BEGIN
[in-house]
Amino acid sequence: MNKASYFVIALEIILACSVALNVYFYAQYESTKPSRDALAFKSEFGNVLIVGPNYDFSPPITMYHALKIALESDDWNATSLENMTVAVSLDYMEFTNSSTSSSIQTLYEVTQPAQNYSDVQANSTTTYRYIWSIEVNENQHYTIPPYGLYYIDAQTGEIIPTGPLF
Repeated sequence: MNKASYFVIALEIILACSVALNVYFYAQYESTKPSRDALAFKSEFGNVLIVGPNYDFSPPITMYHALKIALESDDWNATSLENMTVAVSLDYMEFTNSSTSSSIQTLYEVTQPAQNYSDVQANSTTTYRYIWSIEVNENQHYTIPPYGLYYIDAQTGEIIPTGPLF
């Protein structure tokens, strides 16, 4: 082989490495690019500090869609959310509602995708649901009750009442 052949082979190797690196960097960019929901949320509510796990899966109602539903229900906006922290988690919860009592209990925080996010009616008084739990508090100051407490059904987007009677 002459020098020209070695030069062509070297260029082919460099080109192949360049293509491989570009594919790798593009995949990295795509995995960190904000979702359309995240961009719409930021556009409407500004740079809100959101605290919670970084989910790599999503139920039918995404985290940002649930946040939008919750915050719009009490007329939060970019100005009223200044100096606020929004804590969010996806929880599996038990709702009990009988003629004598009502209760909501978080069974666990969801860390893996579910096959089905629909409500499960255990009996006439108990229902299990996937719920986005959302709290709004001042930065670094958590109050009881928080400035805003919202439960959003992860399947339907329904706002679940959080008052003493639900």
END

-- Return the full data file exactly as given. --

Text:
[in-house]
Amino acid sequence: MNKASYFVIALEIILACSVALNVYFYAQYESTKPSRDALAFKSEFGNVLIVGPNYDFSPPITMYHALKIALESDDWNATSLENMTVAVSLDYMEFTNSSTSSSIQTLYEVTQPAQNYSDVQANSTTTYRYIWSIEVNENQHYTIPPYGLYYIDAQTGEIIPTGPLF
Repeated sequence: MNKASYFVIALEIILACSVALNVYFYAQYESTKPSRDALAFKSEFGNVLIVGPNYDFSPPITMYHALKIALESDDWNATSLENMTVAVSLDYMEFTNSSTSSSIQTLYEVTQPAQNYSDVQANSTTTYRYIWSIEVNENQHYTIPPYGLYYIDAQTGEIIPTGPLF
């Protein structure tokens, strides 16, 4: 082989490495690019500090869609959310509602995708649901009750009442 052949082979190797690196960097960019929901949320509510796990899966109602539903229900906006922290988690919860009592209990925080996010009616008084739990508090100051407490059904987007009677 002459020098020209070695030069062509070297260029082919460099080109192949360049293509491989570009594919790798593009995949990295795509995995960190904000979702359309995240961009719409930021556009409407500004740079809100959101605290919670970084989910790599999503139920039918995404985290940002649930946040939008919750915050719009009490007329939060970019100005009223200044100096606020929004804590969010996806929880599996038990709702009990009988003629004598009502209760909501978080069974666990969801860390893996579910096959089905629909409500499960255990009996006439108990229902299990996937719920986005959302709290709004001042930065670094958590109050009881928080400035805003919202439960959003992860399947339907329904706002679940959080008052003493639900």